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Allawi Blames Coalition for Massacre

Iraq's interim prime minister blamed the U.S.-led coalition Tuesday for "great negligence" in the ambush that killed about 50 soldiers heading home after graduation from a U.S.-run training course, and warned of an escalation of terrorist attacks.

Underscoring the warning, insurgents made a new threat of nationwide attacks against U.S. and Iraqi forces "with weapons and military tactics they have not experienced before" if American forces try to storm the militant stronghold of Fallujah (search).

Video posted on a militant Islamic Web site in the name of Abu Musab al-Zarqawi's (search) group also showed what it claimed was a Japanese captive and threatened to behead him within 48 hours unless Japan pulls its troops from Iraq. Japanese Prime Minister Junichiro Koizumi rejected the demand.

"I won't withdraw troops," he was quoted as saying by Japan's Kyodo news agency after receiving news of the hostage threat.

Prime Minister Ayad Allawi (search) told the Iraqi National Council, a government oversight body, that coalition forces' negligent handling of security was responsible for Saturday's deadly ambush along a remote highway near the Iranian border.

"It was a heinous crime where a group of National Guardsmen were targeted," Allawi said. "There was great negligence on the part of some coalition forces."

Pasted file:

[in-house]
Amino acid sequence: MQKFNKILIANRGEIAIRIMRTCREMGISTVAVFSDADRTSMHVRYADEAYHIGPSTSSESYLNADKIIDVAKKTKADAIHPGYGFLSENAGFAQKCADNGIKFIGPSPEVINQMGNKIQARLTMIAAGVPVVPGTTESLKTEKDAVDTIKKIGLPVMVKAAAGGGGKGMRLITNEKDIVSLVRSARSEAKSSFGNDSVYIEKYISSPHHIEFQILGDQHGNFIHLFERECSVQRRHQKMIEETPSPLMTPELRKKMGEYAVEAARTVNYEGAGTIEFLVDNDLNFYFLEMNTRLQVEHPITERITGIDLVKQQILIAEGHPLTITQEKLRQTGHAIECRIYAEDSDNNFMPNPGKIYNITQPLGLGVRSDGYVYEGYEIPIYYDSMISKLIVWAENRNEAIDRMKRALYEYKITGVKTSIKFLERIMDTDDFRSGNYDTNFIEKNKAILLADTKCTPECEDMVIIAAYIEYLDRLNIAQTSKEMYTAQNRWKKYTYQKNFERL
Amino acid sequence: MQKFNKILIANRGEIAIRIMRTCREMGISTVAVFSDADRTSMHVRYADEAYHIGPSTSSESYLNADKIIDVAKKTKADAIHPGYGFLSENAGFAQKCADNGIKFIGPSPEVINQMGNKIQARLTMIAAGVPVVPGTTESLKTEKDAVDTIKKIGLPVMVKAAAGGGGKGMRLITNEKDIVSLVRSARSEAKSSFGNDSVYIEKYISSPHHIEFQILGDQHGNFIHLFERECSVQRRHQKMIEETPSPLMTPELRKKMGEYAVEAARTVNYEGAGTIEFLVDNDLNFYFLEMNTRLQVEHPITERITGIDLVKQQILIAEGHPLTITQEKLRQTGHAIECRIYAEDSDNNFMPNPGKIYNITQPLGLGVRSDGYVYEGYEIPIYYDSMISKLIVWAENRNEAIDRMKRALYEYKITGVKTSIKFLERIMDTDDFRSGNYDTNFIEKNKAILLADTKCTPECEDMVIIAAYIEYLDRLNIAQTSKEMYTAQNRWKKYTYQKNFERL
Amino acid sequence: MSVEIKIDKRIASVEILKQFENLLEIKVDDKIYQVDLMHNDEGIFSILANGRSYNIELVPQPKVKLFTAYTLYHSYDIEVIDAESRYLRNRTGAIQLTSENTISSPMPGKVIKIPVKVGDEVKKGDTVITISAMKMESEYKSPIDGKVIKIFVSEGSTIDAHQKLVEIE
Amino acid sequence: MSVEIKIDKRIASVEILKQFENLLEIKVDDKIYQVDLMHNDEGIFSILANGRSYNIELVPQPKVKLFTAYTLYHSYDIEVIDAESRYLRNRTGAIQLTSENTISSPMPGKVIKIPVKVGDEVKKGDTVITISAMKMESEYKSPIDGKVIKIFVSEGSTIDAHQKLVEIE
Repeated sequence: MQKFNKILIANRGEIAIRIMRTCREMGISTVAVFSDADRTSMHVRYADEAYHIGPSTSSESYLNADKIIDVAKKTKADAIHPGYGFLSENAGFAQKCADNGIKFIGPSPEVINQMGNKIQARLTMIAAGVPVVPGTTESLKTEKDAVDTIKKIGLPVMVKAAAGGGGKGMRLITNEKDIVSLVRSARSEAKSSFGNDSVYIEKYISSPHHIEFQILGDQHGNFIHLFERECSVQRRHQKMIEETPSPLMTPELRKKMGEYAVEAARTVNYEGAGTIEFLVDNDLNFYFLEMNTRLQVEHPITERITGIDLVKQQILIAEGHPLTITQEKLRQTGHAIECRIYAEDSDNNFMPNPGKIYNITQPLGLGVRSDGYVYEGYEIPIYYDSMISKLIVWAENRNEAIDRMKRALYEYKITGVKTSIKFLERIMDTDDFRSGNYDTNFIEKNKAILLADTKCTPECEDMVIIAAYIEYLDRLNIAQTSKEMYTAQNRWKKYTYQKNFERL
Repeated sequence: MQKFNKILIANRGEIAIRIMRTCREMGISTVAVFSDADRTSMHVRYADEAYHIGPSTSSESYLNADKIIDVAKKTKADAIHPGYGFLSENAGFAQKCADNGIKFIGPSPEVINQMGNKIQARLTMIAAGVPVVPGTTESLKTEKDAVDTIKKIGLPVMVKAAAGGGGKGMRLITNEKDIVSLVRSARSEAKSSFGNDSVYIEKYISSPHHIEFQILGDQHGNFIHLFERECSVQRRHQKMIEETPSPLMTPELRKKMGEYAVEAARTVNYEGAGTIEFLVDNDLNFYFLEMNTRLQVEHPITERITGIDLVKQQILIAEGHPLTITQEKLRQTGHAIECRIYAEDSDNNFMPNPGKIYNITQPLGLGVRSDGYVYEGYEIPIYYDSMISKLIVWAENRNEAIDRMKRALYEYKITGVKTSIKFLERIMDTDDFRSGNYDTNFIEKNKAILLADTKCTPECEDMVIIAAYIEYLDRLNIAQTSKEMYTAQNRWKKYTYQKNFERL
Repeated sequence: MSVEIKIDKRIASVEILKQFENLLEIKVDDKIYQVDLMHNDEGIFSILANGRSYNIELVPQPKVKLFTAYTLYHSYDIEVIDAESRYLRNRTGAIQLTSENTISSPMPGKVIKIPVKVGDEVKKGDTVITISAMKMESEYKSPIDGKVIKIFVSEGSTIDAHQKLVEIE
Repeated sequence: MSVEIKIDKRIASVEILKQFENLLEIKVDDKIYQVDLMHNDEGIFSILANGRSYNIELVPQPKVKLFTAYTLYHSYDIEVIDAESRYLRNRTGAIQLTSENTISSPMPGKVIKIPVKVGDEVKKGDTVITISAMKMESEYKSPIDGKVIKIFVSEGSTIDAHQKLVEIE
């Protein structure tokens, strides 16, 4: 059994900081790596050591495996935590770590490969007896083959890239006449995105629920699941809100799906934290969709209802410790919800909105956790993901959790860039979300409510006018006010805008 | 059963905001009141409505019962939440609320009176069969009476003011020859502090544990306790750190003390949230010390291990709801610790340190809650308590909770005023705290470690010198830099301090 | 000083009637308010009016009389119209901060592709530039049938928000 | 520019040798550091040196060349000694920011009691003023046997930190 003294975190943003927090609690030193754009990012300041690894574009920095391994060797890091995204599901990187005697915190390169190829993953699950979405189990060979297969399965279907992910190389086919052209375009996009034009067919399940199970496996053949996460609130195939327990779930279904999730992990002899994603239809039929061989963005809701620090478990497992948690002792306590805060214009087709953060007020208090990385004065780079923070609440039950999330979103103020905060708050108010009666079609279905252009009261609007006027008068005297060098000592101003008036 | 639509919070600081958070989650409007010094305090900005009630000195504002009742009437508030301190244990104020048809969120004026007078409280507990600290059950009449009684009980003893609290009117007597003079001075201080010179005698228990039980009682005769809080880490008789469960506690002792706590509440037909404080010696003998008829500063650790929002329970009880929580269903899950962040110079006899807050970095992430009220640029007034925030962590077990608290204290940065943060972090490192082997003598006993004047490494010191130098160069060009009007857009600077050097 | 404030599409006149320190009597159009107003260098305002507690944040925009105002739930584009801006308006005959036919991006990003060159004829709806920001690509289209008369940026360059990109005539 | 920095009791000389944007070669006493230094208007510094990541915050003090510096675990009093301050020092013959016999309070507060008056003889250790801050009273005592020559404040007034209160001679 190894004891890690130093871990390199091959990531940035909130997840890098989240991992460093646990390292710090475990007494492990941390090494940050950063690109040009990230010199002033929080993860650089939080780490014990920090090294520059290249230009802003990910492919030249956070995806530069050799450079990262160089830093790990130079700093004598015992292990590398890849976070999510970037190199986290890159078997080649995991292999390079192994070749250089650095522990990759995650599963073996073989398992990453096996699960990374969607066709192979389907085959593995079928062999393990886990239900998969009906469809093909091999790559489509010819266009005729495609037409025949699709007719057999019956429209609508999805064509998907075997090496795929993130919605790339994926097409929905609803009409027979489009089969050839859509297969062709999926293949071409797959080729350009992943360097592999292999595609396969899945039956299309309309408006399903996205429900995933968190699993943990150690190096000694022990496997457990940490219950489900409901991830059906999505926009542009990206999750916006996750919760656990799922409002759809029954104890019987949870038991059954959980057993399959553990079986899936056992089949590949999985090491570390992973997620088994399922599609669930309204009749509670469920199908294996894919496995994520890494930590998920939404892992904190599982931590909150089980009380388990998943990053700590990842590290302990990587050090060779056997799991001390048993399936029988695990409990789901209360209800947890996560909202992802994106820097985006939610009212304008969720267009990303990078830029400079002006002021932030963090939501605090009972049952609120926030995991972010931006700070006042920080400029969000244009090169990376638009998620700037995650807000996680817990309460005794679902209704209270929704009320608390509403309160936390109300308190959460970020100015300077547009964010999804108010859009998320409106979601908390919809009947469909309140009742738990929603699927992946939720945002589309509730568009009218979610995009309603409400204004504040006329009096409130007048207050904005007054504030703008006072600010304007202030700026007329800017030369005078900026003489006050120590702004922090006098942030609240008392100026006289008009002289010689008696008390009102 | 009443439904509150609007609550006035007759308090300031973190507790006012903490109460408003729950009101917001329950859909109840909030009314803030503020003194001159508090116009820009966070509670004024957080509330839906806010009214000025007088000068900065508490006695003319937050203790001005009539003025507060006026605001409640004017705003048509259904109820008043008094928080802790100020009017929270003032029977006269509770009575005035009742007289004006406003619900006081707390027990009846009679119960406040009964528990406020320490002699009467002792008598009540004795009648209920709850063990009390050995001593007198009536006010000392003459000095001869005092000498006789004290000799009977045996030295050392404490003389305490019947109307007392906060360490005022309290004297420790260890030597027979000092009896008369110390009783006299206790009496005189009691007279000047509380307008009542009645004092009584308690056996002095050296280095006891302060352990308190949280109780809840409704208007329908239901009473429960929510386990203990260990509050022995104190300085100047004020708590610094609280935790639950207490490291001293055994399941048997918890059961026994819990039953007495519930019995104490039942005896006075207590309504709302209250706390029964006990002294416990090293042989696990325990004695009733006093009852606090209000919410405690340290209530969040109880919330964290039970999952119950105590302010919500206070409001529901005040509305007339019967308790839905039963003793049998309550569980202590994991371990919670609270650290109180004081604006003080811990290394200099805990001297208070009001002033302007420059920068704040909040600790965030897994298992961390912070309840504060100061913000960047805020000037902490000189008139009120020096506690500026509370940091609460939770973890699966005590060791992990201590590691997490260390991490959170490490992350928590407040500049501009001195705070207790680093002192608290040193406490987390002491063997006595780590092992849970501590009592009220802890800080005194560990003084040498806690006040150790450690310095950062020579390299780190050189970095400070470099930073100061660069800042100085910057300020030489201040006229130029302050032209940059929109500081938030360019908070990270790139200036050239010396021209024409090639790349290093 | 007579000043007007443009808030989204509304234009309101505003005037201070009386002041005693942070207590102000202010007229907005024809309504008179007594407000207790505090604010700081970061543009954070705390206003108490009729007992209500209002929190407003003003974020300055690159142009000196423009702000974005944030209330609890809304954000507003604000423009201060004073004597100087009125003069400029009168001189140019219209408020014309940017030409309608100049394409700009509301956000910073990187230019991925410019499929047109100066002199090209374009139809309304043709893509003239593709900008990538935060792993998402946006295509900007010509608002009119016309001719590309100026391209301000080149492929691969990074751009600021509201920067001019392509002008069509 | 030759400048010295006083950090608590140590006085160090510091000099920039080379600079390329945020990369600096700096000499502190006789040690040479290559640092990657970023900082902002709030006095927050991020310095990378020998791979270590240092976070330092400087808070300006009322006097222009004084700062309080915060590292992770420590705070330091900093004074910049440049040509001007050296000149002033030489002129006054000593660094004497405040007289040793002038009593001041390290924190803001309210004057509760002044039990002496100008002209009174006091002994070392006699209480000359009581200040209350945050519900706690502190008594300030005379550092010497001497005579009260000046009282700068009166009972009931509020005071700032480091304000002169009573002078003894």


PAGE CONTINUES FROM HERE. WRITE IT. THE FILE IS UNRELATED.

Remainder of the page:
He said the Defense Ministry began an investigation into whether insurgents had infiltrated military ranks to obtain information about troop movements.

Allawi did not explain how the coalition had failed in its responsibilities to the Iraqi troops, who were traveling to southern Iraq in three buses after graduating from a training course at the Kirkush military camp northeast of Baghdad. The buses had no armed escort and the soldiers were not carrying weapons.

However, in an interview with Al-Arabiya television, Defense Minister Hazem Shaalan blamed the recruits, who in their eagerness to get home decided to leave immediately after their graduation and take an unauthorized route.

"They are to blame. They graduated at 12 p.m. and could have delayed their trip," he said. Shaalan added that neither the Defense Ministry, the Kirkush commanders nor the U.S.-run forces were to blame.

"They are the ones who chose this road that led them to this ugly result," he said of the victims. "There might have been some people who gave information about them to hostile sides."

Some of the bodies were found in rows — shot execution-style through the head — at a site about 95 miles east of Baghdad, the Defense Ministry said. Other bodies were found on a burned bus nearby.

The U.S. command did not respond directly to Allawi's comments, but said in a statement: "This was a cold-blooded and systematic massacre by terrorists. They and no one else, must be held fully accountable for these heinous acts."

In his appearance before the council, Allawi also warned that more insurgents were massing in Fallujah, a city 40 miles west of Baghdad, and "you should expect an escalation in terrorist acts."

"Our information confirms that more extremists have entered Fallujah lately to try to harm the residents of Fallujah and then harm the Iraqi government by keeping the situation volatile," he said. "The enemies are becoming aware that if Iraq recovers, it will be a major blow to them and therefore they will escalate terrorist acts and activities."

Allawi has told Fallujah leaders that they must surrender extremists, chief among them al-Zarqawi, or face attack. His comments Tuesday appeared aimed at preparing Iraqis for the eventuality of such an attack, which could inflame public opinion in Iraq and elsewhere in the Arab world.